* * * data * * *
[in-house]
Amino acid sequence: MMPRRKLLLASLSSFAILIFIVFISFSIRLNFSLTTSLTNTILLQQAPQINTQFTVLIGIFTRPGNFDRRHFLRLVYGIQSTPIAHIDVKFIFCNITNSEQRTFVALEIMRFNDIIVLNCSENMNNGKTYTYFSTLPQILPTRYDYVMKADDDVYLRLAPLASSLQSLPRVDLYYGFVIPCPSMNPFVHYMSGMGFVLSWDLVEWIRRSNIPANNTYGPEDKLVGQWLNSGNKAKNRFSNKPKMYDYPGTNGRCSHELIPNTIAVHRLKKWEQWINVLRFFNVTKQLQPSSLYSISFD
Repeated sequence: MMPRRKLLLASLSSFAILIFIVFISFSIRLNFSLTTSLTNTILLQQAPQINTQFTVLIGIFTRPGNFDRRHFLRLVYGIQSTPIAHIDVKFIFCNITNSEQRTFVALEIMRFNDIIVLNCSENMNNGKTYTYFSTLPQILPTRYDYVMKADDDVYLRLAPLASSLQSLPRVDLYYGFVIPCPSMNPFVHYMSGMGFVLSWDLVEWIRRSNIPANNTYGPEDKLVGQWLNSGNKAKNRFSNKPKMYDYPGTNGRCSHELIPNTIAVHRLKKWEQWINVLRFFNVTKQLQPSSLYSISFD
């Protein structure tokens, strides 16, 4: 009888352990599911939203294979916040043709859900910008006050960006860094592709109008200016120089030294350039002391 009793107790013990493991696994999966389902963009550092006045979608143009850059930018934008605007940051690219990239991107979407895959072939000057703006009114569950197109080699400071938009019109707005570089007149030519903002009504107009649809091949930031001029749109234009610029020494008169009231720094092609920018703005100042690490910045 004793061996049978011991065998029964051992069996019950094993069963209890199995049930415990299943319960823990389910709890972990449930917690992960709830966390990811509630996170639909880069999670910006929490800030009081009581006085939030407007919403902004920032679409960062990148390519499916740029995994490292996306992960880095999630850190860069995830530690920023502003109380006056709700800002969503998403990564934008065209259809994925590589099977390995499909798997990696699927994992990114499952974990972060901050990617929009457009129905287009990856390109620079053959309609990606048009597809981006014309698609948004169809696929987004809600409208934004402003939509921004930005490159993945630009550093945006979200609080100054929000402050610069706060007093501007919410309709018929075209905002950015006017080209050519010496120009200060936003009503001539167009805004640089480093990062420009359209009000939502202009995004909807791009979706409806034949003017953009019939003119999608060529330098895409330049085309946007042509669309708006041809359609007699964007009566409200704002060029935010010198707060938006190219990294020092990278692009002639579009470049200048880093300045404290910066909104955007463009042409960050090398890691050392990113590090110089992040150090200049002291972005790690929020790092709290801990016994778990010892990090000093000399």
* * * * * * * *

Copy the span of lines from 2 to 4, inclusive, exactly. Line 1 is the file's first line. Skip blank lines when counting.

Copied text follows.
Amino acid sequence: MMPRRKLLLASLSSFAILIFIVFISFSIRLNFSLTTSLTNTILLQQAPQINTQFTVLIGIFTRPGNFDRRHFLRLVYGIQSTPIAHIDVKFIFCNITNSEQRTFVALEIMRFNDIIVLNCSENMNNGKTYTYFSTLPQILPTRYDYVMKADDDVYLRLAPLASSLQSLPRVDLYYGFVIPCPSMNPFVHYMSGMGFVLSWDLVEWIRRSNIPANNTYGPEDKLVGQWLNSGNKAKNRFSNKPKMYDYPGTNGRCSHELIPNTIAVHRLKKWEQWINVLRFFNVTKQLQPSSLYSISFD
Repeated sequence: MMPRRKLLLASLSSFAILIFIVFISFSIRLNFSLTTSLTNTILLQQAPQINTQFTVLIGIFTRPGNFDRRHFLRLVYGIQSTPIAHIDVKFIFCNITNSEQRTFVALEIMRFNDIIVLNCSENMNNGKTYTYFSTLPQILPTRYDYVMKADDDVYLRLAPLASSLQSLPRVDLYYGFVIPCPSMNPFVHYMSGMGFVLSWDLVEWIRRSNIPANNTYGPEDKLVGQWLNSGNKAKNRFSNKPKMYDYPGTNGRCSHELIPNTIAVHRLKKWEQWINVLRFFNVTKQLQPSSLYSISFD
């Protein structure tokens, strides 16, 4: 009888352990599911939203294979916040043709859900910008006050960006860094592709109008200016120089030294350039002391 009793107790013990493991696994999966389902963009550092006045979608143009850059930018934008605007940051690219990239991107979407895959072939000057703006009114569950197109080699400071938009019109707005570089007149030519903002009504107009649809091949930031001029749109234009610029020494008169009231720094092609920018703005100042690490910045 004793061996049978011991065998029964051992069996019950094993069963209890199995049930415990299943319960823990389910709890972990449930917690992960709830966390990811509630996170639909880069999670910006929490800030009081009581006085939030407007919403902004920032679409960062990148390519499916740029995994490292996306992960880095999630850190860069995830530690920023502003109380006056709700800002969503998403990564934008065209259809994925590589099977390995499909798997990696699927994992990114499952974990972060901050990617929009457009129905287009990856390109620079053959309609990606048009597809981006014309698609948004169809696929987004809600409208934004402003939509921004930005490159993945630009550093945006979200609080100054929000402050610069706060007093501007919410309709018929075209905002950015006017080209050519010496120009200060936003009503001539167009805004640089480093990062420009359209009000939502202009995004909807791009979706409806034949003017953009019939003119999608060529330098895409330049085309946007042509669309708006041809359609007699964007009566409200704002060029935010010198707060938006190219990294020092990278692009002639579009470049200048880093300045404290910066909104955007463009042409960050090398890691050392990113590090110089992040150090200049002291972005790690929020790092709290801990016994778990010892990090000093000399």